Interview with a Swedish learner – Robert Shaw

Robert is originally from Hastings and lived the last 20 years in the UK in Derbyshire. He now lives in Stockholm with his wife and bonus son in a typical Swedish apartment near to the city. They also have a lovely summer house 70 km away looking out over the archipelago. Robert works as an osteopath and psychotherapist and has started a practice in Östermalm. He also works as a lecturer and clinical supervisor at the Stockholm College of Osteopathic Medicine.

What led you to want to learn Swedish?

Love!!! Meeting my wife who is Swedish and then deciding to move to Sweden.

When and how did you start to learn Swedish?

Two and a half years ago with Anneli. Then when I came to live in Sweden going to SFI, three to four times a week for about a year.

How much do you currently use the Swedish language, and why?

Every day with my wife, my bonus son, my wife’s friends, and with my patients at work and students that I teach. Also in everyday conversations to buy things or talking to people to find directions etc.

What have been the challenges for you in learning Swedish?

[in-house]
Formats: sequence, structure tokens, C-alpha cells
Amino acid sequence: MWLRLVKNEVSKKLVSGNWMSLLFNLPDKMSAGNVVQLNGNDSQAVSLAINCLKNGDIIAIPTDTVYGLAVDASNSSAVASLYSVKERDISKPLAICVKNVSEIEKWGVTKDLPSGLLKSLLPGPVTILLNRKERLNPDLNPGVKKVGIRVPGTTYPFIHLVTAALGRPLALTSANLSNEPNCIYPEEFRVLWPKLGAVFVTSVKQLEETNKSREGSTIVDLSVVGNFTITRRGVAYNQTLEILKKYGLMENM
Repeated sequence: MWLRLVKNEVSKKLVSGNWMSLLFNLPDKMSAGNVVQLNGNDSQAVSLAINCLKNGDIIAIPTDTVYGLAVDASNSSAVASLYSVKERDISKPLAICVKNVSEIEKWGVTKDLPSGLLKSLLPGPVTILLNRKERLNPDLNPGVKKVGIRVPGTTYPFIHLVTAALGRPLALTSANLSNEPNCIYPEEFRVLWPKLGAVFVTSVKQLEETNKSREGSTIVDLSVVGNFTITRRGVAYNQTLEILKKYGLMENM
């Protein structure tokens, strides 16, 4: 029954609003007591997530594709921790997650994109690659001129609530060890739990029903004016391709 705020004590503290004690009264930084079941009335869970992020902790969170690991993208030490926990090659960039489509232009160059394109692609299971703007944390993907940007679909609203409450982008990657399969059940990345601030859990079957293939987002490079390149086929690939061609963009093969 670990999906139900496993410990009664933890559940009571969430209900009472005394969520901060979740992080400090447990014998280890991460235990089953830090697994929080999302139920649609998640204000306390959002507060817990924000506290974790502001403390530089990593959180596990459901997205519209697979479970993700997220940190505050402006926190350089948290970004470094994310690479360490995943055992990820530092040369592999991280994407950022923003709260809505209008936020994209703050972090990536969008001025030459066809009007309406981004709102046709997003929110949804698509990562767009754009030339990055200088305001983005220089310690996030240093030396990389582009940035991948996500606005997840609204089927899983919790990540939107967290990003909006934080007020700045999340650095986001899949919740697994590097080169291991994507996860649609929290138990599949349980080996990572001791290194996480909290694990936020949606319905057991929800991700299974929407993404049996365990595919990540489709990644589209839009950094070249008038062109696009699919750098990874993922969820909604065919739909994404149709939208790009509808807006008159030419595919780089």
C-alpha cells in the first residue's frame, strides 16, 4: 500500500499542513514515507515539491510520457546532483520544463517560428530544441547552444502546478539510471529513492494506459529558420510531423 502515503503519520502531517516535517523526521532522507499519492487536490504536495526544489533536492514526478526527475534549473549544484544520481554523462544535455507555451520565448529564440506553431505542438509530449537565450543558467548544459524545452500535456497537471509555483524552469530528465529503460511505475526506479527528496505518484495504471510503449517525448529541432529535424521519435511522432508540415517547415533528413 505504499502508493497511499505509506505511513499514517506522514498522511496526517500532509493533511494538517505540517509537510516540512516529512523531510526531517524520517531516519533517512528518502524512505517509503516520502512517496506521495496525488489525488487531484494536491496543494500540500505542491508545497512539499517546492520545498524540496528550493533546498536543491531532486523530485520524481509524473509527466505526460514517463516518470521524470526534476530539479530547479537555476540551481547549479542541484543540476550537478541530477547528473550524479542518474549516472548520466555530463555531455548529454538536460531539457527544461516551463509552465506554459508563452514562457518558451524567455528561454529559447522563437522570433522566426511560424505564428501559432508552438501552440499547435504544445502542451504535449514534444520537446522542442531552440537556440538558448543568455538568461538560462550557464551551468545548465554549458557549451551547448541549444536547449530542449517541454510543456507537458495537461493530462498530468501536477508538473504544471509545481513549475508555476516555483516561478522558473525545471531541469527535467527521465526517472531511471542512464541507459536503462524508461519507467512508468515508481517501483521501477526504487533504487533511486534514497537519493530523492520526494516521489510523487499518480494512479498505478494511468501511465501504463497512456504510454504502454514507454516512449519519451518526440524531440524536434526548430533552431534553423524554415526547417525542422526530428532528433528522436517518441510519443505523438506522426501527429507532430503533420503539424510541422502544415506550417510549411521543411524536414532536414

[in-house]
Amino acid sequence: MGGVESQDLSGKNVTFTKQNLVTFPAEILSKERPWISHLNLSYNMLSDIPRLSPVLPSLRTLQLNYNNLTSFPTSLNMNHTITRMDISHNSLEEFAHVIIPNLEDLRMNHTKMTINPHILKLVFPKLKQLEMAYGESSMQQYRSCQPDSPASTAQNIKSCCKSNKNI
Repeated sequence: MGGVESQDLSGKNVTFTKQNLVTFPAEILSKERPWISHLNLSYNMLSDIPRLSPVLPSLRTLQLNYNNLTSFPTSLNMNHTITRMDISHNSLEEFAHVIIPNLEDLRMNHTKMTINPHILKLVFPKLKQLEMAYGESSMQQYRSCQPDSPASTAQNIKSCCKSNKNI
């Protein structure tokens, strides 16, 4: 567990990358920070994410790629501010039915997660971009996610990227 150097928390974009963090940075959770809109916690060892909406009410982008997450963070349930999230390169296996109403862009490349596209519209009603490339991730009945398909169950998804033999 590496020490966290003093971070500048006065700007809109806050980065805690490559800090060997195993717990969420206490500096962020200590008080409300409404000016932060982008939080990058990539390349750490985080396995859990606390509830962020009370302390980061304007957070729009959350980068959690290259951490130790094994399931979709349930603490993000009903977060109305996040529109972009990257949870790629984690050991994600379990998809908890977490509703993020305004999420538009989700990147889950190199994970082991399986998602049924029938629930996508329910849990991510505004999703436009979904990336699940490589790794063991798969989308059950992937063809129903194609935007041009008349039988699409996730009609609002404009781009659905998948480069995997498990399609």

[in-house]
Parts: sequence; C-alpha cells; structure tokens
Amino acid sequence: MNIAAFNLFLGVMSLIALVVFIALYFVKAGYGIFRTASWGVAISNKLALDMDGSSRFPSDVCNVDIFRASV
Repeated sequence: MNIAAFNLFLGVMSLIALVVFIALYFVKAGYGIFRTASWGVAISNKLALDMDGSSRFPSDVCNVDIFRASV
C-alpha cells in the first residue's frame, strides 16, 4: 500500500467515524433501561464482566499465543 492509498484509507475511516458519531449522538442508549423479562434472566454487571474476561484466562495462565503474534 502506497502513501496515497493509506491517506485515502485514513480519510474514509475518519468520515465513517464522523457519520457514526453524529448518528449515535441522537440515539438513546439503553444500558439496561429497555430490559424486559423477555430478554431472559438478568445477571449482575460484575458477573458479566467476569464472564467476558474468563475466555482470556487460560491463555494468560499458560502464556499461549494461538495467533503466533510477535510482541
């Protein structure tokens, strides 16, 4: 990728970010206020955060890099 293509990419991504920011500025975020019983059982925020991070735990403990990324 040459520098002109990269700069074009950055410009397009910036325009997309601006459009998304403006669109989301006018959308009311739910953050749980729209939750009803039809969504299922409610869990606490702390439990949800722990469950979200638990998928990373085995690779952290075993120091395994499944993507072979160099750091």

Learning any new language is difficult. But Swedish in itself is not too difficult for a native English speaker. I think the main challenge is to try and speak Swedish and not rely on English.

What is your proudest moment as a Swedish speaker?

There are little moments that make me realise I have improved. I can now get by in most situations although I don’t understand everything, but I can ask for directions and make myself understood in very basic Swedish. So there is not one moment but lots of things that happen which make me realise I can use Swedish and understand it.

Can you recommend any Swedish books that are good for learning Swedish? (Could be course books, grammar books, novels, or children’s books – anything!)

Read newspapers regularly and get hold of lättlästa (easy to read) books from the library. Start to write text messages in Swedish. Grammar books are seriously boring!!! Get hold of a Swedish dictionary which is just Swedish so when you look words up the descriptions are only in Swedish.

Can you recommend any online/media resources for learning Swedish?

Google translate is okay but gives some strange translations sometimes.

Do you have any other advice for future, budding Swedish learners?

For me the best way to learn is to speak more and more, and take every opportunity to do so. Try not to be shy and worried about making mistakes as the Swedes will fill in the gaps and they usually like it that someone is trying to speak their language.

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